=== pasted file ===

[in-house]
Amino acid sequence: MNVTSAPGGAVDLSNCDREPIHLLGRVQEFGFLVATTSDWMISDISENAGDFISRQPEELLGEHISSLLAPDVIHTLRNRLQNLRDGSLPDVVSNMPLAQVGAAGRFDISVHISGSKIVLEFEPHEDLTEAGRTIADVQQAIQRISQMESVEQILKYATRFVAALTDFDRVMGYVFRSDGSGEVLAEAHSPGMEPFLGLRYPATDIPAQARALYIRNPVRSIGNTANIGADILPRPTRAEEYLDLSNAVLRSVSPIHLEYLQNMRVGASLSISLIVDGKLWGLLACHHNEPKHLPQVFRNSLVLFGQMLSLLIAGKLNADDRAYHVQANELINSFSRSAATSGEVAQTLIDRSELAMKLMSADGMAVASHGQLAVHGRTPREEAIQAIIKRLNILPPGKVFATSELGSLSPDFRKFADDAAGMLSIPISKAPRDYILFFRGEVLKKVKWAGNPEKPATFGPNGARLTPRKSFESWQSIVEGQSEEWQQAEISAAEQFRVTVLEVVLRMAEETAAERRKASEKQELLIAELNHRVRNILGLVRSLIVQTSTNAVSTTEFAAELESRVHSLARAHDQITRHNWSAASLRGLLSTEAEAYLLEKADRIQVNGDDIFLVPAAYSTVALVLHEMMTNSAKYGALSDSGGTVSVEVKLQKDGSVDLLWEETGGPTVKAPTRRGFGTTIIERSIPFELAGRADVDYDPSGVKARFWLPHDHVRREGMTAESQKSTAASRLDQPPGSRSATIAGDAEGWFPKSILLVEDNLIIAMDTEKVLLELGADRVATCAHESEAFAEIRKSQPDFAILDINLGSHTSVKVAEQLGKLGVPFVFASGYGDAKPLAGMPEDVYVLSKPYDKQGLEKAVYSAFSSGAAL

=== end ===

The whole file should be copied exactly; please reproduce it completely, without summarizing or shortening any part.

[in-house]
Amino acid sequence: MNVTSAPGGAVDLSNCDREPIHLLGRVQEFGFLVATTSDWMISDISENAGDFISRQPEELLGEHISSLLAPDVIHTLRNRLQNLRDGSLPDVVSNMPLAQVGAAGRFDISVHISGSKIVLEFEPHEDLTEAGRTIADVQQAIQRISQMESVEQILKYATRFVAALTDFDRVMGYVFRSDGSGEVLAEAHSPGMEPFLGLRYPATDIPAQARALYIRNPVRSIGNTANIGADILPRPTRAEEYLDLSNAVLRSVSPIHLEYLQNMRVGASLSISLIVDGKLWGLLACHHNEPKHLPQVFRNSLVLFGQMLSLLIAGKLNADDRAYHVQANELINSFSRSAATSGEVAQTLIDRSELAMKLMSADGMAVASHGQLAVHGRTPREEAIQAIIKRLNILPPGKVFATSELGSLSPDFRKFADDAAGMLSIPISKAPRDYILFFRGEVLKKVKWAGNPEKPATFGPNGARLTPRKSFESWQSIVEGQSEEWQQAEISAAEQFRVTVLEVVLRMAEETAAERRKASEKQELLIAELNHRVRNILGLVRSLIVQTSTNAVSTTEFAAELESRVHSLARAHDQITRHNWSAASLRGLLSTEAEAYLLEKADRIQVNGDDIFLVPAAYSTVALVLHEMMTNSAKYGALSDSGGTVSVEVKLQKDGSVDLLWEETGGPTVKAPTRRGFGTTIIERSIPFELAGRADVDYDPSGVKARFWLPHDHVRREGMTAESQKSTAASRLDQPPGSRSATIAGDAEGWFPKSILLVEDNLIIAMDTEKVLLELGADRVATCAHESEAFAEIRKSQPDFAILDINLGSHTSVKVAEQLGKLGVPFVFASGYGDAKPLAGMPEDVYVLSKPYDKQGLEKAVYSAFSSGAAL